Nothing You Say Is Neutral

…We are all of us preachers, in private or public capacities. We have no sooner uttered words than we have given impulse to other people to look at the world, or some small part of it, in our way. — Richard Weaver.


Richard Weaver was born in Asheville, NC, and is one of the very few nationally-recognized Southern rhetoric scholars. He actually spent most of his professional life at the University of Chicago, teaching English Composition to freshman, an important, but not exactly thrilling task.

What I want to share about Weaver, whom I greatly admire, is that he, and many other communication scholars agree that language is never neutral. If you speak, there is a reason behind that decision. If you ask someone to pass you the salt, it is because you seek acquiescence to your desire to salt your food.

Even people who use a lot of words to say seemingly little, seek something (perhaps attention?) through their chatter.

The trick is to notice is whether the words indicate the entire meaning. Remember words make up only 7% of the message and not all people are congruent in their use of words. That means that they say something, but mean something entirely different. As in, “I’m FINE!”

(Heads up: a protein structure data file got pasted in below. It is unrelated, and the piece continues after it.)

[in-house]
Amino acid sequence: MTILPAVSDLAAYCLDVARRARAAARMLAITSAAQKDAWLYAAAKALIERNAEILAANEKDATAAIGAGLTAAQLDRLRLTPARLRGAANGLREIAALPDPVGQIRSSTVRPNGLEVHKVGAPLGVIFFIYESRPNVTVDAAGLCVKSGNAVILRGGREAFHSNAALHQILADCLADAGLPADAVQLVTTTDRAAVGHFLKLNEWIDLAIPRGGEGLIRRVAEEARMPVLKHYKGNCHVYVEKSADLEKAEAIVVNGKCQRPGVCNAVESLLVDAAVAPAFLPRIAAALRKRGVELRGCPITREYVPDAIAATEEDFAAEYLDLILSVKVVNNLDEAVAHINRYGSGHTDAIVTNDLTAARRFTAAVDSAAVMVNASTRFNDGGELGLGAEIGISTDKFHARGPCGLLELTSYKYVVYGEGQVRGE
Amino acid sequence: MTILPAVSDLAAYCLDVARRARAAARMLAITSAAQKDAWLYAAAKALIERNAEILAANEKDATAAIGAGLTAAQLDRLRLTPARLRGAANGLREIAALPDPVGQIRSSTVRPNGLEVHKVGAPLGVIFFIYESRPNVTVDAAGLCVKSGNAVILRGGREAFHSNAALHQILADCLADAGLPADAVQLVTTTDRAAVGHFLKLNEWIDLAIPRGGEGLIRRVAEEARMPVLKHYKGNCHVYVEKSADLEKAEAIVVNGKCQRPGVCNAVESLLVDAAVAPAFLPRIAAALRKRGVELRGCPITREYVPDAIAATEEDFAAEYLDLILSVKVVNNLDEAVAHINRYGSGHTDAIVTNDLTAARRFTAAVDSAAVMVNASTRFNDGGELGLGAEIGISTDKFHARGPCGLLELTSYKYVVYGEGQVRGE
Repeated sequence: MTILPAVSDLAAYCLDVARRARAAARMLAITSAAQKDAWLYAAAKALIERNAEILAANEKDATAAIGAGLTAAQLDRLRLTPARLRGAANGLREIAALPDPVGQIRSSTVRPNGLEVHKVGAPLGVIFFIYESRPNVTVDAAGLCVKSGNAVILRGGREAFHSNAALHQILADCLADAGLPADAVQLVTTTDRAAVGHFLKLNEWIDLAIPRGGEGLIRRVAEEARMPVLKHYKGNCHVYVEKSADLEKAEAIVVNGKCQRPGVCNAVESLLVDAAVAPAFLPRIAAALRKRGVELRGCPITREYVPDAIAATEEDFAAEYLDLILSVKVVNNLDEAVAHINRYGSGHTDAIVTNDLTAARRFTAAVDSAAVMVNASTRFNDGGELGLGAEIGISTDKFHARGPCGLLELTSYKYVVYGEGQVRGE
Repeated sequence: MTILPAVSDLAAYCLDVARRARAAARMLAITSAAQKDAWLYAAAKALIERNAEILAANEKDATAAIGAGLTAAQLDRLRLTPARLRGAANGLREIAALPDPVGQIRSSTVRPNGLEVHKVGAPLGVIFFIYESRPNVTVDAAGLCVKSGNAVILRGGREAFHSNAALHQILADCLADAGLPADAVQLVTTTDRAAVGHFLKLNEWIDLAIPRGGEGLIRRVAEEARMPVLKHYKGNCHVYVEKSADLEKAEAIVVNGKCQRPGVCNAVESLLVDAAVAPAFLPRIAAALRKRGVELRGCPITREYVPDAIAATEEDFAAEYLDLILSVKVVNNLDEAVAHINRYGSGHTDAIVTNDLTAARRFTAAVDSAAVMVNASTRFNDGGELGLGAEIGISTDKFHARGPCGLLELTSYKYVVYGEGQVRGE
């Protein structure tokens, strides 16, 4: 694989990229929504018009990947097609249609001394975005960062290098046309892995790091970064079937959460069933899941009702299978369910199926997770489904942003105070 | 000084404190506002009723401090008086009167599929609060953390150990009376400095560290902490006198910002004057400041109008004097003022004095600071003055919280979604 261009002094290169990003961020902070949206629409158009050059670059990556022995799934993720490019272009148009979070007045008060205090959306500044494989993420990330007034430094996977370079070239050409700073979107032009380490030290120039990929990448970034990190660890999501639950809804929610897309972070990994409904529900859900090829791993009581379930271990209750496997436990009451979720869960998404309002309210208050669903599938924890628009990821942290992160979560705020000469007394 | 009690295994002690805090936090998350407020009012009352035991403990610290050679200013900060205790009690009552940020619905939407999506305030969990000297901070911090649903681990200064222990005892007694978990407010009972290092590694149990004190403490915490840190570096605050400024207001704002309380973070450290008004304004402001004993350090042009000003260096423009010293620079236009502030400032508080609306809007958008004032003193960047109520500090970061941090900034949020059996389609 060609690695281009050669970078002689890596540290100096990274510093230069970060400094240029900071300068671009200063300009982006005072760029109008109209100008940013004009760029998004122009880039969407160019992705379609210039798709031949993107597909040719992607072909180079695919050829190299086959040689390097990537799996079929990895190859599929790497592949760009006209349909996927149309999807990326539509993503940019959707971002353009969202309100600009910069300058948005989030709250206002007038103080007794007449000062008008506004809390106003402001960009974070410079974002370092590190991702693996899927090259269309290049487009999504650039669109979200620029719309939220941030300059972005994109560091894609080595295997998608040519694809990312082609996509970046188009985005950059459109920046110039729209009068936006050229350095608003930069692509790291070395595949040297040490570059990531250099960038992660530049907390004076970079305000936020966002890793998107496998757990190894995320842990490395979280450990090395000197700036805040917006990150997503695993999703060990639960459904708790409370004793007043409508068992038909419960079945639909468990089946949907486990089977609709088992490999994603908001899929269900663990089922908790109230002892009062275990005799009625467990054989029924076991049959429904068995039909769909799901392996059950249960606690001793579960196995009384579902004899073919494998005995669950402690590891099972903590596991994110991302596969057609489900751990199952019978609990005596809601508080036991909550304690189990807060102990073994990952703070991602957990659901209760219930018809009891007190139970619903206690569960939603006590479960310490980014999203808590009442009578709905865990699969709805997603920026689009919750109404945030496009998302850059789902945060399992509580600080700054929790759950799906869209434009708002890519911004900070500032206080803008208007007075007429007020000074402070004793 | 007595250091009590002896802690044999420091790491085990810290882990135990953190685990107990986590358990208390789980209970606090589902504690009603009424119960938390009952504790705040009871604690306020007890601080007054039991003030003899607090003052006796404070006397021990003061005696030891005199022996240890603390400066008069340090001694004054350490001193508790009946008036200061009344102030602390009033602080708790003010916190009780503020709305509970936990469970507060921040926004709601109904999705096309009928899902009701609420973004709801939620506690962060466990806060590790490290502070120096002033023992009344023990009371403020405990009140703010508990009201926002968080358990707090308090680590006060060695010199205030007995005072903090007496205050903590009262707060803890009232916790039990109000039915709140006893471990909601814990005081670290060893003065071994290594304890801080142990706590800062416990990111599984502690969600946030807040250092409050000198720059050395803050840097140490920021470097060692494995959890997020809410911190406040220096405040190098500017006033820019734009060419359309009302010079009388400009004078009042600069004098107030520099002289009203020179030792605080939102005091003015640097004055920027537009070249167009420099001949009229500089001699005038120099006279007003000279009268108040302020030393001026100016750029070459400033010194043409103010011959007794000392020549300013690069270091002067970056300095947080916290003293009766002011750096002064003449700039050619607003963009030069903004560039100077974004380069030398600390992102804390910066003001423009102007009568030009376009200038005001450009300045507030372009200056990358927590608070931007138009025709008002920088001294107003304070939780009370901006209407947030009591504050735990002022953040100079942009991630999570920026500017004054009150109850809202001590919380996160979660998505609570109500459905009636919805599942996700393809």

Last Saturday, on our day at Coquina Beach, I told our crew, “We’re going to the bathroom, in the car.” What I meant to say, great communication coach that I am was, “We’re going to the place where the bathroom is located, in the car.” As Mark Twain said, there is much difference between lightning bugs, and lightning.

If you’re not clear about a message you’re receiving, ask for clarification. And if you’re not sure your message is being properly received, you need to clarify for your audience.

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